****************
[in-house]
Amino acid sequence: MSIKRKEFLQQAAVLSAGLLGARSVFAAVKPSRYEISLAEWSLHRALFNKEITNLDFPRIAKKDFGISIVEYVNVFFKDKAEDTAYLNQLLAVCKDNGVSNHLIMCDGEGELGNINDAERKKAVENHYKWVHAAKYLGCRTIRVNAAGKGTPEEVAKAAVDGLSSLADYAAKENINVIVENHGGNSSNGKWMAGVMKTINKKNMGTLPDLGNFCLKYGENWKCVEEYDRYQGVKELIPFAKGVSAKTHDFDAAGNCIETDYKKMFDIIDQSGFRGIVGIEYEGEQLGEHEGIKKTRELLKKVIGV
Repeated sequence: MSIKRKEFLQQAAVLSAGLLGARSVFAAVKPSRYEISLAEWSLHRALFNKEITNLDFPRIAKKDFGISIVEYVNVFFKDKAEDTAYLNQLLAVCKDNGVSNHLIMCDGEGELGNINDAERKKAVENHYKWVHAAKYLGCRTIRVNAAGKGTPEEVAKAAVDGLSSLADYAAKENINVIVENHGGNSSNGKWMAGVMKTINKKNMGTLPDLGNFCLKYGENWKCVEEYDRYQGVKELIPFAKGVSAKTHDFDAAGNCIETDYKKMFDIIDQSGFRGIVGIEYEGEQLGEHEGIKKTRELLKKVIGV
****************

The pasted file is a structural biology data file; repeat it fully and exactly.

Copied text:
[in-house]
Amino acid sequence: MSIKRKEFLQQAAVLSAGLLGARSVFAAVKPSRYEISLAEWSLHRALFNKEITNLDFPRIAKKDFGISIVEYVNVFFKDKAEDTAYLNQLLAVCKDNGVSNHLIMCDGEGELGNINDAERKKAVENHYKWVHAAKYLGCRTIRVNAAGKGTPEEVAKAAVDGLSSLADYAAKENINVIVENHGGNSSNGKWMAGVMKTINKKNMGTLPDLGNFCLKYGENWKCVEEYDRYQGVKELIPFAKGVSAKTHDFDAAGNCIETDYKKMFDIIDQSGFRGIVGIEYEGEQLGEHEGIKKTRELLKKVIGV
Repeated sequence: MSIKRKEFLQQAAVLSAGLLGARSVFAAVKPSRYEISLAEWSLHRALFNKEITNLDFPRIAKKDFGISIVEYVNVFFKDKAEDTAYLNQLLAVCKDNGVSNHLIMCDGEGELGNINDAERKKAVENHYKWVHAAKYLGCRTIRVNAAGKGTPEEVAKAAVDGLSSLADYAAKENINVIVENHGGNSSNGKWMAGVMKTINKKNMGTLPDLGNFCLKYGENWKCVEEYDRYQGVKELIPFAKGVSAKTHDFDAAGNCIETDYKKMFDIIDQSGFRGIVGIEYEGEQLGEHEGIKKTRELLKKVIGV